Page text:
Gill's Exposition of the Entire Bible

And after certain days,.... Some days after this trial:

when Felix came with his wife Drusilla, which was a Jewess; to Caesarea, having been to fetch her from some other place, or to meet her: this woman was the daughter of Herod Agrippa, who was eaten by worms, Acts 12:23 and sister to King Agrippa, mentioned in the next chapter; but though she was born of Jewish parents, and so a Jewess, as she is here called, yet her name was a Roman name, and is the diminutive of Drusus; the first of which name took it from killing Drausus, an enemy's general, and who was of the Livian family; and the name of the mother of Tiberius Caesar was Livia Drusilla; Caius Caligula, the Roman emperor, had also a sister whose name was Drusilla (a); this name Herod took from the Romans, and gave to his daughter; though the masculine name is often to be met with in Jewish writings; we frequently read of , "Rabbi Drusai" (b); Herod Agrippa (c) left three daughters, born to him of Cypris, Bernice, Mariamne, and Drusilla; and a son by the same, whose name was Agrippa; Agrippa when his father died was seventeen years of age, Bernice was sixteen, and was married to her uncle Herod; Mariamne and Drusilla were virgins, but were promised in marriage by their father; Mariamne to Julius Archelaus, son of Chelcias, and Drusilla to Epiphanes, the son of Antiochus, king of Comagene; but after Herod's death, he refused to marry her, being unwilling to embrace the Jewish religion and relinquish his own, though he had promised her father he would; wherefore her brother Agrippa married her to Azizus king of the Emesenes, who was willing to be circumcised; but this marriage was quickly dissolved; for Felix coming to the government of Judea, seeing Drusilla, was enamoured with her beauty; and by the means of one of his friends, one Simon a Jew, and a native of Cyprus, who pretended to be a magician, he enticed her from her husband, and prevailed upon her to marry him:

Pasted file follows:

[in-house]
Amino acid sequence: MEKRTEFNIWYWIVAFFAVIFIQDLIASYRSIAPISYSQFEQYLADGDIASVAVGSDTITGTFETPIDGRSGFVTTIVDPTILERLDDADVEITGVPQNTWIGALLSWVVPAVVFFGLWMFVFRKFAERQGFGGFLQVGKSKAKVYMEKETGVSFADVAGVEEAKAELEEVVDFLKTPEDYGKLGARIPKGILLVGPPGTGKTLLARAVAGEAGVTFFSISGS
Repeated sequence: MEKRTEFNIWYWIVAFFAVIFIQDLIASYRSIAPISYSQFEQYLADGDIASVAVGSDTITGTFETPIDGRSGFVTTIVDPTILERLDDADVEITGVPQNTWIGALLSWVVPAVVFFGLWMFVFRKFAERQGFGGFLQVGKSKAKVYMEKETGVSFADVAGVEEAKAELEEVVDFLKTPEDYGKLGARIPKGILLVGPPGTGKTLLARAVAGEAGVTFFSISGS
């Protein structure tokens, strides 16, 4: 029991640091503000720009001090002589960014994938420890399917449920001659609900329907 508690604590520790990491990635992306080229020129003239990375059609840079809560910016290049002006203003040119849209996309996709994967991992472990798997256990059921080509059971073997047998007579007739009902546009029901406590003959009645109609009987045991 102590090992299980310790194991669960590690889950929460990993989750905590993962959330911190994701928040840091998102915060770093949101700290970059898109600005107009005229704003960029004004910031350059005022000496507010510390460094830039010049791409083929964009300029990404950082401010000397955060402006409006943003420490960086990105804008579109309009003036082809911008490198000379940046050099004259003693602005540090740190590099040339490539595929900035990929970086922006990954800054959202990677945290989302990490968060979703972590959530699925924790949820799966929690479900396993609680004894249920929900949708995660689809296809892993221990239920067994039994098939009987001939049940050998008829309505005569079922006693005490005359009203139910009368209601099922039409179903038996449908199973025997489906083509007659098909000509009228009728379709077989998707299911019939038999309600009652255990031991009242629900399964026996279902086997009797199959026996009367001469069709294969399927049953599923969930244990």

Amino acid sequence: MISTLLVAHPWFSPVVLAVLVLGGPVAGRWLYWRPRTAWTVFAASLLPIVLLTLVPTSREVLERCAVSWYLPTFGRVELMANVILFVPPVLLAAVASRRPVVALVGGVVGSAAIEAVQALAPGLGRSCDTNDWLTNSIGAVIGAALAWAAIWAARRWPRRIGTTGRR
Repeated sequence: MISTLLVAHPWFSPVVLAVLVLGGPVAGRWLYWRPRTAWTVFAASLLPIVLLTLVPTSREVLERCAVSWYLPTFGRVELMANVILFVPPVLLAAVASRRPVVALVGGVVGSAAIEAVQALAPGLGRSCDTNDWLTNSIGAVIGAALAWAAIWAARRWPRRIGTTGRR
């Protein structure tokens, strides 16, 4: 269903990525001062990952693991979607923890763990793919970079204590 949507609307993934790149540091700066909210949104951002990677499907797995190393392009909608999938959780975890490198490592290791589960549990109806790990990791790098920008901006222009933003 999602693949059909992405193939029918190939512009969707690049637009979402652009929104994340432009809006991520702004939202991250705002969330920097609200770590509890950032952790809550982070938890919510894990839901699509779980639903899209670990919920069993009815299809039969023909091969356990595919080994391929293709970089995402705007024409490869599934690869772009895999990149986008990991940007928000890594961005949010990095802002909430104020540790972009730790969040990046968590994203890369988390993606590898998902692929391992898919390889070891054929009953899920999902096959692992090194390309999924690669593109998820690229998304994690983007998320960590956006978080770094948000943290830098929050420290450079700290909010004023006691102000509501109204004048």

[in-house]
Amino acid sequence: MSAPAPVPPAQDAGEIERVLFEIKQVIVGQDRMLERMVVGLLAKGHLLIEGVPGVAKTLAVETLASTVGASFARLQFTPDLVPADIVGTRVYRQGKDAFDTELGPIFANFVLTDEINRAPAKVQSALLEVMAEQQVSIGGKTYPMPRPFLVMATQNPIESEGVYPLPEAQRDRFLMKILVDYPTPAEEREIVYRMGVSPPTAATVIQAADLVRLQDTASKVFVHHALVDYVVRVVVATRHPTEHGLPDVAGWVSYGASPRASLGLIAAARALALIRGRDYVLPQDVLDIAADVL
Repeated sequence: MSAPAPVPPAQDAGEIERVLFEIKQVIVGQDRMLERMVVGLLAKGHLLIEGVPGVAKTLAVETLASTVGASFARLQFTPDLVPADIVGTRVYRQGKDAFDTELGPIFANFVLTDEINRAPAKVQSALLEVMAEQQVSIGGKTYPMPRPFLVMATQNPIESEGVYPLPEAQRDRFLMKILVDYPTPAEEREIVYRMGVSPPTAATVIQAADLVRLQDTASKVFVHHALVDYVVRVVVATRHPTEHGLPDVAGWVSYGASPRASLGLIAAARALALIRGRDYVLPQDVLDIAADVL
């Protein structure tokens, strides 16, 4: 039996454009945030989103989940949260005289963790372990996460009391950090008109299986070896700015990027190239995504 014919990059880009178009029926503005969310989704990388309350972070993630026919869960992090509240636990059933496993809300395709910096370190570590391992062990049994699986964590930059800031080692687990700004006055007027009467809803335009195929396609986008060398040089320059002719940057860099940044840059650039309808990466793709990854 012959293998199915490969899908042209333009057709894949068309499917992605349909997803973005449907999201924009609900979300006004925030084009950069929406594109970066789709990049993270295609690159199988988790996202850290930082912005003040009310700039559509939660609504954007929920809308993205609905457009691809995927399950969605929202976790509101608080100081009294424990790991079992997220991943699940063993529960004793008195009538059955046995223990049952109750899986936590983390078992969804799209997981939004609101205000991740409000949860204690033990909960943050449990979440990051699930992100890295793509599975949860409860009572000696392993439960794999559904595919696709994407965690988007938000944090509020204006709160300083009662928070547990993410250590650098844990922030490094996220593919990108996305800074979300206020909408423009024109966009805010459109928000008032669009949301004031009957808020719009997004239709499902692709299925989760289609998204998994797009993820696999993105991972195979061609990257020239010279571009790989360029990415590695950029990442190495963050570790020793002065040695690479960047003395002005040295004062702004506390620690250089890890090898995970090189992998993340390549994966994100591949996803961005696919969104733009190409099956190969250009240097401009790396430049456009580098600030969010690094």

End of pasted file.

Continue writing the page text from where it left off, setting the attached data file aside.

he sent for Paul, and heard him concerning the faith in Christ; which he did, chiefly on account of his wife, who being brought up in the Jewish religion, had some notion of the Messiah the Jews expected, and could better understand what Paul talked of than he did; who at this time doubtless showed, that Christ was come, and that Jesus of Nazareth was he; that he is truly God and man, that he died, and rose again from the dead on the third day, and that he has obtained salvation for sinners, and that whoever believes in him shall be saved; this was the faith in Christ Paul discoursed of, and Felix and his wife heard; but it does not appear that it was attended with the power of God, to the conversion of either of them; it seems to have been merely out of curiosity, and as a diversion to them, and to do his wife a pleasure, that he sent for Paul and heard him.

(a) Sueton. in Vita Tiberii, sect. 3, 4, & in Vita Caligulae, sect. 7. (b) Shemot Rabba, sect. 35. fol. 136. 4. & sect. 43. fol. 140. 4. Shirhashirim Rabba, fol. 14. 4. & 18. 2. Juchasin, fol. 88. 1.((c) Joseph. de Bello Jud. l. 2. c. 11. sect. 6. Antiqu. l. 19. c. 9. sect. 1. l. 20, c. 6. sect. 1, 2.

Jamieson-Fausset-Brown Bible Commentary